May Newsletter

An incidental introduction to this month’s newsletter – this is my 300th post on this blog and not long ago, we surpassed the milestone of 300,000 hits.  Averaging over 1,000 hits per blog is not bad going for the fact that I’m banging on about the potentially very dry subject of mental health and criminal law, as well as policing and mental health guidelines.  I’ve now managed to set up a YouTube account (and have done a test post!) so I intend to start playing around with video blogs, to present a lot of this stuff in a different medium and to supplement the written versions you’ve already read.  First of those should appear during June, so keep an eye out!

I will celebrate reaching these thresholds in the usual manner: after pay day I will crack open a new packet of plain hob nobs to enrich my morning coffee experience.  POLICE WARNING – chocolate ruins hobnobs.

It has been quite a busy month! – hence a few more blogs than I would have intended, but there’s been an exceptional amount to cover, including –

  • The Adebowale Report
  • The Home Secretary at the Police Federation Conference
  • More MS v UK cases
  • Interesting Crown Court appearances
  • Taser Statistics
  • MSc in Mental Health and Law


The most important event of the month in policing and mental health has been the publication of the Adebowale Report.  Although specifically about issues which arise from the handling of fifty-five cases in the Metropolitan Police area, the report has rightly been stated to be a report of national significance.  The report doesn’t pull any punches: it led to national newspaper articles which talked of “police failings” leading to avoidable deaths.

Thankfully, the balance of the report when you read it cover to cover, recognises the role that health and social care organisations have to play in both preventing the escalation of some crisis events and in supporting the police when they intervene in high risk situations.  Of all things in the report, I was particularly keen to see mention being made of the ambulance service – their role in reacting to mental health emergencies irrespective of whether the police were already present; and in terms of dedicating resources to the issue of mental health, with pathways into primary and secondary care.  I took a view that in the case of Colin HOLT who died after being re-detained under the MHA by Kent Police, that involvement of an ambulance would have contributed greatly to a better response and as it is a requirement of the MHA CoP to transport detained patients by ambulance vehicle, one should have been involved at an early stage.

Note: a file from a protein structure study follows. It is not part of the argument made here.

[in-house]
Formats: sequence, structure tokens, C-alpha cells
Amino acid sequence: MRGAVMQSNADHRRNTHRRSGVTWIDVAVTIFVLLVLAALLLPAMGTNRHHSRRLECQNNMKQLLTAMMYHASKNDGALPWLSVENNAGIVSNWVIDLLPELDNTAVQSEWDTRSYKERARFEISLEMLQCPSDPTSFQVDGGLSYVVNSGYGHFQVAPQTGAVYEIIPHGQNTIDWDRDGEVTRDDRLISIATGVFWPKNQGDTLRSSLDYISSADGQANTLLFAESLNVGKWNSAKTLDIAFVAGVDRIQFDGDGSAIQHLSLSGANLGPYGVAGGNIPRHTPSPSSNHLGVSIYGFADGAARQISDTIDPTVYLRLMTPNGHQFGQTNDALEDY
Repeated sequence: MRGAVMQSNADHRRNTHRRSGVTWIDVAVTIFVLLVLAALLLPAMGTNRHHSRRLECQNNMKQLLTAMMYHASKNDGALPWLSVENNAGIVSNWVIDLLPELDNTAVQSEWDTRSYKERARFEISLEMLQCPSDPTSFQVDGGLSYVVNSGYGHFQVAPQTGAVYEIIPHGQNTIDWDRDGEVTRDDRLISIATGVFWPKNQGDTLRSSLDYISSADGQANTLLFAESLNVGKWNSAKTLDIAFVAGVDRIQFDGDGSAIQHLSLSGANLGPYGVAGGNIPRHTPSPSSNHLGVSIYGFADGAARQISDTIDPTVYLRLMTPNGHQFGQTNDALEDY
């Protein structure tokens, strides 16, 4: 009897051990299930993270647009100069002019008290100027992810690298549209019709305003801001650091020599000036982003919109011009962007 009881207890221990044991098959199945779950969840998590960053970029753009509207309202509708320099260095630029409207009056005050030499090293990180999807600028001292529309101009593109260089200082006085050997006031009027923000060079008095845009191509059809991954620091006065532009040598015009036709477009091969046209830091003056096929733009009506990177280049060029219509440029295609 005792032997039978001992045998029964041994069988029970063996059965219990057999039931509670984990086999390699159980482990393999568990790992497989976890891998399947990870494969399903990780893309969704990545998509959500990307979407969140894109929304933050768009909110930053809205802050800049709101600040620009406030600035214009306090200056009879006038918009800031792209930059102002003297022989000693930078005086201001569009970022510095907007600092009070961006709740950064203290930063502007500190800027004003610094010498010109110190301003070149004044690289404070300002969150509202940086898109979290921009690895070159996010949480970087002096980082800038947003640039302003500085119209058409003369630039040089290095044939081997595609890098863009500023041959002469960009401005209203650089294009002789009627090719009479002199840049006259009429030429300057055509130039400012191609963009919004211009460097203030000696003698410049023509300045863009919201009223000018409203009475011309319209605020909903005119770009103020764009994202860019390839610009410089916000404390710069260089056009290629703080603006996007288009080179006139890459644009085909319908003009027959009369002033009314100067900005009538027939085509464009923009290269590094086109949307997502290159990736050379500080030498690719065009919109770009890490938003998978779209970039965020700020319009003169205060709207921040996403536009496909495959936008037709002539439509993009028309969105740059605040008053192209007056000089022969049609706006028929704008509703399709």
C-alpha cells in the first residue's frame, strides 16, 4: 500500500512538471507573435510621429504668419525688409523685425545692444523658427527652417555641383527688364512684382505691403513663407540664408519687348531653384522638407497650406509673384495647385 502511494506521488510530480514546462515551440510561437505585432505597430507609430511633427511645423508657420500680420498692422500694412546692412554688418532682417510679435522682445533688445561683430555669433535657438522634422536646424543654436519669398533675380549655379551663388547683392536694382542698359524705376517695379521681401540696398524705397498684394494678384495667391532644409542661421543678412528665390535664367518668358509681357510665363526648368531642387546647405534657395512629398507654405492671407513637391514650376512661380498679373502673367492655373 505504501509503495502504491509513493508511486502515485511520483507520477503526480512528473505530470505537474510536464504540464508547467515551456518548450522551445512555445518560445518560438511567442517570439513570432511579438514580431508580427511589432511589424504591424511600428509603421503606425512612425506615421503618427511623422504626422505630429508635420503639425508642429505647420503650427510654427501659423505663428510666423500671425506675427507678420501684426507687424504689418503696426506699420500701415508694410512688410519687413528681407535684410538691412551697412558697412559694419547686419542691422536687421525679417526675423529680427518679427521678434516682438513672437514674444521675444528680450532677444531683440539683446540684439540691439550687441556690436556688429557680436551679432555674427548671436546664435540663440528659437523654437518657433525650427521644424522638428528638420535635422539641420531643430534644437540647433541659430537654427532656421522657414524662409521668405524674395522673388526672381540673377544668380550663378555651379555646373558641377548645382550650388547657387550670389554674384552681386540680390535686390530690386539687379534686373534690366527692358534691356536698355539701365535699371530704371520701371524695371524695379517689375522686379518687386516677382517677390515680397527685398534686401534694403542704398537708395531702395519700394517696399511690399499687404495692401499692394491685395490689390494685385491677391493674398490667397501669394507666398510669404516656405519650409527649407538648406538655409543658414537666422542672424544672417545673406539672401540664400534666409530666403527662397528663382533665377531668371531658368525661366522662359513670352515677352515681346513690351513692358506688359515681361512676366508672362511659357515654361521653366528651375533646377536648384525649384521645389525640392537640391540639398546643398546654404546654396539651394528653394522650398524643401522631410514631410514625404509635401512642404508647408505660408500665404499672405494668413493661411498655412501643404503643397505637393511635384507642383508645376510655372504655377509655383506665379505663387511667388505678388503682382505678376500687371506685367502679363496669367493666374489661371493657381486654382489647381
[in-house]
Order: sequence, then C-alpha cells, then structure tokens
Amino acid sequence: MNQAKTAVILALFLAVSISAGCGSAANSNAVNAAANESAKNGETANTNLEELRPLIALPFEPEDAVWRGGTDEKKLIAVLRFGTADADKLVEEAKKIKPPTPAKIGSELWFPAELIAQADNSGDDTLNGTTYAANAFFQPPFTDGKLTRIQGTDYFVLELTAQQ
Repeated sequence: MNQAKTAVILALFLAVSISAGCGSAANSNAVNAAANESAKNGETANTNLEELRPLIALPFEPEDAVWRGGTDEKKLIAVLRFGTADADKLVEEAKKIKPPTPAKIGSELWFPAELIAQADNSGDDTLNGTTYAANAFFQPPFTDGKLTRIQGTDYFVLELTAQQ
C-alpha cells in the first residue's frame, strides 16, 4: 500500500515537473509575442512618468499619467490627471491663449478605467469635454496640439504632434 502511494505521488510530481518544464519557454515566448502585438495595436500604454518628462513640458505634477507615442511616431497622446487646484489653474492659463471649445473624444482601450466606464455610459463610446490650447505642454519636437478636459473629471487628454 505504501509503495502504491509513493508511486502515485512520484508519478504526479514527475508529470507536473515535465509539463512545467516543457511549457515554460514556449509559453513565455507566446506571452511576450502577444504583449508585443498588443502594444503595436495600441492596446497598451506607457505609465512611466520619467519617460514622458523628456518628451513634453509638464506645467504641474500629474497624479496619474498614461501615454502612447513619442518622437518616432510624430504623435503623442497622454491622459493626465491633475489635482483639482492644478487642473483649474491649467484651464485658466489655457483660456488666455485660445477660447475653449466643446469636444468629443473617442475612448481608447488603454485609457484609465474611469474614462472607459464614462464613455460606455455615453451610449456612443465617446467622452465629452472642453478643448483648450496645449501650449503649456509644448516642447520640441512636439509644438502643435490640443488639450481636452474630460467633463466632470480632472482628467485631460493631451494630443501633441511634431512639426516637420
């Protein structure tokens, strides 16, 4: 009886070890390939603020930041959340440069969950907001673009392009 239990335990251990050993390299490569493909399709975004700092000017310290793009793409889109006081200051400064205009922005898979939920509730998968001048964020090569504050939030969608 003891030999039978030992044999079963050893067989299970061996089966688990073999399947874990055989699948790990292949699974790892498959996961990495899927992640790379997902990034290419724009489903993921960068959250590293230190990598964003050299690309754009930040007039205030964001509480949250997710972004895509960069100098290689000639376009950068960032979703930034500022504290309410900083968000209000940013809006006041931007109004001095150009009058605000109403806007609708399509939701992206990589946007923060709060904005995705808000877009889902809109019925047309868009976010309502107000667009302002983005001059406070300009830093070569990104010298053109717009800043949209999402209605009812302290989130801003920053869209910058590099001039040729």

The Metropolitan Police are implored in this report to introduce a range of mandatory training – I was delighted to take a phone call from a senior Met officer on the day the Report was published, thanking me for work in support of them and inviting me to contribute to the development of that training.  I look forward to that enormously.

Read my full response to Lord Adebowale’s report.


The Home Secretary committed more of her annual speech at the Police Federation Conference to mental health issues than ever before.  In recognition of what a priority it is for the service and for her as Home Secretary, she committed to “a drive” to stop police cells being used as a place of safety.  In her speech, she managed to provoke some disquiet amongst our colleagues from the ambulance service when she referred to them as “Ambulance Drivers“.  My post about the use of that term is now the 4th most read post I’ve ever written and my blog dashboard suggests it was being widely read around the ambulance service!  Given what Lord Adebowale said about the importance of the ambulance services’ support for police interventions on mental health, it is important that we properly understand what paramedics and emergency technicians bring to the party.